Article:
An introduction to pneumatic valves
Pneumatics are used in a wide variety of industrial settings, with pneumatic valves one of an array of components that control the amount, pressure and rate of air as it moves through a system. Pneumatic systems depend on the force of compressed air to transmit power and create mechanical movement across countless automated processes. Continue reading our helpful guide to find out everything you need to know about pneumatic valves.
Pneumatic valves explained
Pneumatic valves are one part of a pneumatic system and can be found in various industrial flow applications. While pneumatic machines come in a wide array of forms, most pneumatic valves work the same way.
Pressurised air is held in a reservoir and, as air is fed into the reservoir through a compressor, it pushes against the walls of the area. Once the pressure is strong enough, it compresses beneath the reservoir and pushes the diaphragm down, causing the valve stem to press down and close the valve.
When the air exits the diaphragm, the springs uncoil, moving the valve stem up and opening the valve. When this is done, the pressure is controlled, making the movement fluid.
Pneumatic valve types
Pneumatic valves can be classified using different approaches, which include:
- Number of entry and exit ports they possess
- Number of flow paths or switching positions
- Mechanism that is used to open and close ports
- Position of the valve when in un-actuated state
Pneumatic valves can also be known as directional control valves, and those that control the direction of airflow, or inhibit flow, are a large type of pneumatic valve that houses multiple variants. These devices can be used in various ways to connect or disconnect the main compressed air from the system, or to advance air cylinders that move as part of the machine or process for which the pneumatic system was created.
The primary types of pneumatic valves are:
- Two-way directional control pneumatic valves
- Three-way directional control pneumatic valves
- Four-way directional control pneumatic valves
- Spring offset pneumatic valves
Two-way directional control pneumatic valves
A two-way directional pneumatic valve passes air in two directions. The air passes through two ports, which can be opened and closed. If the valve is closed, no air can flow through. If it’s open, air flows through the first port and can move either through the second port or in the opposite direction.
Three-way directional control pneumatic valves
The three-way directional pneumatic valve has three ports, which all have their own jobs to do. The first port connects the valve to an actuator or another device. The second port is connected to the airflow, and the third is used as an exhaust exit.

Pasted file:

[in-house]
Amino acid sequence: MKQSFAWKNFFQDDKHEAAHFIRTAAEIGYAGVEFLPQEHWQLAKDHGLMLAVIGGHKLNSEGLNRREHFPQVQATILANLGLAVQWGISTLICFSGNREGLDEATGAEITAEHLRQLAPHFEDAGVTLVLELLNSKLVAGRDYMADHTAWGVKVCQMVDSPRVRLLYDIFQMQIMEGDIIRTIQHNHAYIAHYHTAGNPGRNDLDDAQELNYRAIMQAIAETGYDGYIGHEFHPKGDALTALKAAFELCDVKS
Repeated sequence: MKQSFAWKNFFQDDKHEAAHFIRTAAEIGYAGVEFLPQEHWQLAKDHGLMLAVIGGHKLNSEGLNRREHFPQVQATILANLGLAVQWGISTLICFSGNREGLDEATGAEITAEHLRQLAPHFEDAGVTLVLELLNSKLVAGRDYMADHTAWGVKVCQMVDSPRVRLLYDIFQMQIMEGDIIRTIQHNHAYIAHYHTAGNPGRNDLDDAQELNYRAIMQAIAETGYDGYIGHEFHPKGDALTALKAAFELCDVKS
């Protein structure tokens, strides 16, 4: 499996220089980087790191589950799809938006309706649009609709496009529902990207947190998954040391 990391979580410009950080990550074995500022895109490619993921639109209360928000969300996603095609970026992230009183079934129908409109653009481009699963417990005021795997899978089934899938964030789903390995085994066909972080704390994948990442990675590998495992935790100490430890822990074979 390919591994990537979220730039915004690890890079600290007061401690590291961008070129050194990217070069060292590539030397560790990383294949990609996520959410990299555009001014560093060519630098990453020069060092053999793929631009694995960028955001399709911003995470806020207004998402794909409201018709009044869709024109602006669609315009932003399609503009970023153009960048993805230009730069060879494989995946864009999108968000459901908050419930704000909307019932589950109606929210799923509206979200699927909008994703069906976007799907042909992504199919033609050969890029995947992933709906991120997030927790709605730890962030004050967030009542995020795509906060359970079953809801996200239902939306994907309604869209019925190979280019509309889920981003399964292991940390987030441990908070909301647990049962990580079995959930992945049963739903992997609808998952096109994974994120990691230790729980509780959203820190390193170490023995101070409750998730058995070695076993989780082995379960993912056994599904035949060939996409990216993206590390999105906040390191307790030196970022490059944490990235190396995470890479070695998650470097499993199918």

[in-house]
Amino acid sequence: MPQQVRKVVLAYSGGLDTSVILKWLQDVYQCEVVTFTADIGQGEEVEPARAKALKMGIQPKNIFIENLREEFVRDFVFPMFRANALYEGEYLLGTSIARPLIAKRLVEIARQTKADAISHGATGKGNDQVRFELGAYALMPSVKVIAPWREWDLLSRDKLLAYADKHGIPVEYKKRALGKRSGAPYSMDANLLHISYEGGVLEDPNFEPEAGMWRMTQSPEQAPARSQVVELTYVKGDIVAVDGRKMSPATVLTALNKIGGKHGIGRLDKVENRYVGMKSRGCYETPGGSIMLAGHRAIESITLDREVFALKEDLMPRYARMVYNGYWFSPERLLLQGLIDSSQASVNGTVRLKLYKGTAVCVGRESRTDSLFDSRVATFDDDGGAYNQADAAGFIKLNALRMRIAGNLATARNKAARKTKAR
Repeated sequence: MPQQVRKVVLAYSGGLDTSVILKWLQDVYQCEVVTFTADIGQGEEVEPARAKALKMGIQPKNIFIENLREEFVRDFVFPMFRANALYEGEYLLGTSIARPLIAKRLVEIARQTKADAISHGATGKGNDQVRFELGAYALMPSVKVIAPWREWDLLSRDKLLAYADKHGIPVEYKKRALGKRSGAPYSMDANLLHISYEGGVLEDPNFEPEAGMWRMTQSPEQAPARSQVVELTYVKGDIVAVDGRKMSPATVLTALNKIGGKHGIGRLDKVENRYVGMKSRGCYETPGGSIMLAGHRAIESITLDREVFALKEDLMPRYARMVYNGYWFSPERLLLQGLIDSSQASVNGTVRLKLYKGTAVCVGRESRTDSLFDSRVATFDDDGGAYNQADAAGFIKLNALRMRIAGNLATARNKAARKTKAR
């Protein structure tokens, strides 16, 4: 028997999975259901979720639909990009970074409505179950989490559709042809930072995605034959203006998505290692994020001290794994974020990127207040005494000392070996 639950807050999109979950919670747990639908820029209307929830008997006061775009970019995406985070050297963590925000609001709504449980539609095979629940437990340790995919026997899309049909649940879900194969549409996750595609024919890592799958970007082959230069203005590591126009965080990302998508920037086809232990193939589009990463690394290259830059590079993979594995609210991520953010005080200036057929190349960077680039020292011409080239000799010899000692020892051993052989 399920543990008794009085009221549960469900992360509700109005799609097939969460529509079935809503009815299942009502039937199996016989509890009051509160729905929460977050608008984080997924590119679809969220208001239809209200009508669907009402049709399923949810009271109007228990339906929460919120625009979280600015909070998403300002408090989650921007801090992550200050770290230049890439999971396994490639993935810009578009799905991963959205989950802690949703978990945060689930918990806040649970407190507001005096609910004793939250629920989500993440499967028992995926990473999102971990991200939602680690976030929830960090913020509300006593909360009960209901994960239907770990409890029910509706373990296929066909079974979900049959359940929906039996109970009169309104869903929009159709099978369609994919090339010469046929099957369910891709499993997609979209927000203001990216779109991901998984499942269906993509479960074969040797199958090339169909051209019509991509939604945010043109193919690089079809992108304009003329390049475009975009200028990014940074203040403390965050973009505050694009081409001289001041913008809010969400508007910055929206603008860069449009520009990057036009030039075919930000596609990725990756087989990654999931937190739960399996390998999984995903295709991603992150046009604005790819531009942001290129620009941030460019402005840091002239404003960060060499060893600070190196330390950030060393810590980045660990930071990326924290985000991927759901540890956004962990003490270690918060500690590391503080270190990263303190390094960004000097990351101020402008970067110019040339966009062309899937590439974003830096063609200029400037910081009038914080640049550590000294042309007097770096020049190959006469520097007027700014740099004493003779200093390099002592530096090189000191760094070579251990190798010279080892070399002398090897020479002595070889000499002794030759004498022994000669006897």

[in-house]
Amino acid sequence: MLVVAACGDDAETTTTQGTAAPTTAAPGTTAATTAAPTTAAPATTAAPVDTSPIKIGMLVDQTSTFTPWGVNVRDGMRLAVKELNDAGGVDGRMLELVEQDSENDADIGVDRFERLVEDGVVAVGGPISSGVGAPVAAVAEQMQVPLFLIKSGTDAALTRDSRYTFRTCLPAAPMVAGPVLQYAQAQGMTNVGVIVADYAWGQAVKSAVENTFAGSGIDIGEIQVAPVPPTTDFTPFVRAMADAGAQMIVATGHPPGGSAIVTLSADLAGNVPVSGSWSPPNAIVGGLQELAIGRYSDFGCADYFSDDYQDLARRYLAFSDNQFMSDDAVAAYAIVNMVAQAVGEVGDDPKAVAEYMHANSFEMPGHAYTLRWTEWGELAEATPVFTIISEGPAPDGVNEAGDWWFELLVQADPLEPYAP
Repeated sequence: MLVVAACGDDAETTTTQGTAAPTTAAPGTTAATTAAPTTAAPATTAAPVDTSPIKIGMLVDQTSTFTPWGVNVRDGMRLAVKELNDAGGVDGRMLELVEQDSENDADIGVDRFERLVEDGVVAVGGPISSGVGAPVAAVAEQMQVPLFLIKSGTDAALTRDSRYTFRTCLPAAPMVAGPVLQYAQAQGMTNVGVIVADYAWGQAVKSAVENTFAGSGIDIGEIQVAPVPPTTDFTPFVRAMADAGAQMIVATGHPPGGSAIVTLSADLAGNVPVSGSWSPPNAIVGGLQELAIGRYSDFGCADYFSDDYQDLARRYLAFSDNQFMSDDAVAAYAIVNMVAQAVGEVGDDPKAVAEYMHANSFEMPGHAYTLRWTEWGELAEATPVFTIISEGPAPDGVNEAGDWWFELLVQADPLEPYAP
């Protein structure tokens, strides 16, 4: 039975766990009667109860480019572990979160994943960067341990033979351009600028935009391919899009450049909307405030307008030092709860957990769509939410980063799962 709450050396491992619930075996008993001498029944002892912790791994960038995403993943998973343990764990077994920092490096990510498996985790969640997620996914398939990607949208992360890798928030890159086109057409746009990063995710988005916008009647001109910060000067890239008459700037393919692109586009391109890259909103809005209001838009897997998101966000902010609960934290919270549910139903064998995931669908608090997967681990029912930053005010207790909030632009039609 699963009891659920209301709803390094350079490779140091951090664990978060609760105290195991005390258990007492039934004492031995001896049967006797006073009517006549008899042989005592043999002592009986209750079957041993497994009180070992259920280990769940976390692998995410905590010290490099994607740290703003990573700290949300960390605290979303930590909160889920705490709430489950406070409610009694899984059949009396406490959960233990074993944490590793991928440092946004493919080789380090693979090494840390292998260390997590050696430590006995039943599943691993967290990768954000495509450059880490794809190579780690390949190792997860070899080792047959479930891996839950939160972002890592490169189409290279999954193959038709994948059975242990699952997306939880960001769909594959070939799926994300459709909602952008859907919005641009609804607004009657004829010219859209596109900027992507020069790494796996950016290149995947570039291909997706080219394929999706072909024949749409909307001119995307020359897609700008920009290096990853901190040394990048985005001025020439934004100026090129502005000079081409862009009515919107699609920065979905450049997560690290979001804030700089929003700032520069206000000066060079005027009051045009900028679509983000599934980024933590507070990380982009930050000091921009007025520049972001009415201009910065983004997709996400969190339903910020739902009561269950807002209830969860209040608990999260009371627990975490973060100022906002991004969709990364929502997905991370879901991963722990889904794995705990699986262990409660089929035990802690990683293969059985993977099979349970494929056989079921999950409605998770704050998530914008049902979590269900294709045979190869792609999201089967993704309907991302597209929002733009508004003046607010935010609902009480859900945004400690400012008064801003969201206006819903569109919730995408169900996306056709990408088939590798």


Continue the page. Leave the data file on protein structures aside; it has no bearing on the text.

When the first and second ports are open, and the third is closed, the air flows through the valve to the device. When the second port is closed and the other two are open, the actuator can vent exhaust. Three-way pneumatic valves are often connected to actuators in cylinders, or used in pairs and connected to double-acting cylinders.
Four-way directional control pneumatic valves
A four-way pneumatic valve has four ports, with two connecting to actuators, one that’s used as an exhaust pathway, and another that connects to a pressurised airflow.
This type of pneumatic valve is among the most commonly used valves used in pneumatic systems because the four paths allow the valve to reverse the motion of a motor or basic cylinder.
An additional port can often be added to a four-way valve, which makes it a five-ported four-way valve. A four-way pneumatic valve with an extra port is used to provide dual pressure. This means that the valve can apply one of two kinds of pressure and alternate between the two, depending on what the application requires. The valve can also use the other port as a secondary exhaust port.
Spring offset pneumatic valves
A spring offset pneumatic valve refers to the manner in which the airflow direction is switched. In a two-way directional valve, the valve is either open – which enables airflow – or closed. To control this, an actuator moves a valve spool into position.
In a spring offset pneumatic valve, when releasing the valve spool and returning the pneumatic valve to its previous position, a spring releases the spool.
Pneumatic valves at Matara
Matara works hard to deliver an unbeatable range of pneumatic and linear automation products, backed by technical expertise and market leading value.
From our headquarters in Gloucestershire, our team manufactures and supplies to a wide range of customers across all sectors of industry. From automotive to aerospace, food to pharmaceuticals, our reputation has grown as the partner of choice for service, delivery and peace of mind.
As a privately owned business, we are able to operate on a more flexible basis than others in our sector. We know that our clients appreciate this as they see the direct benefit in areas such as pricing policies, relationships with key personnel and management, and short and effective lines of communication.
For any more information, do not hesitate to contact us.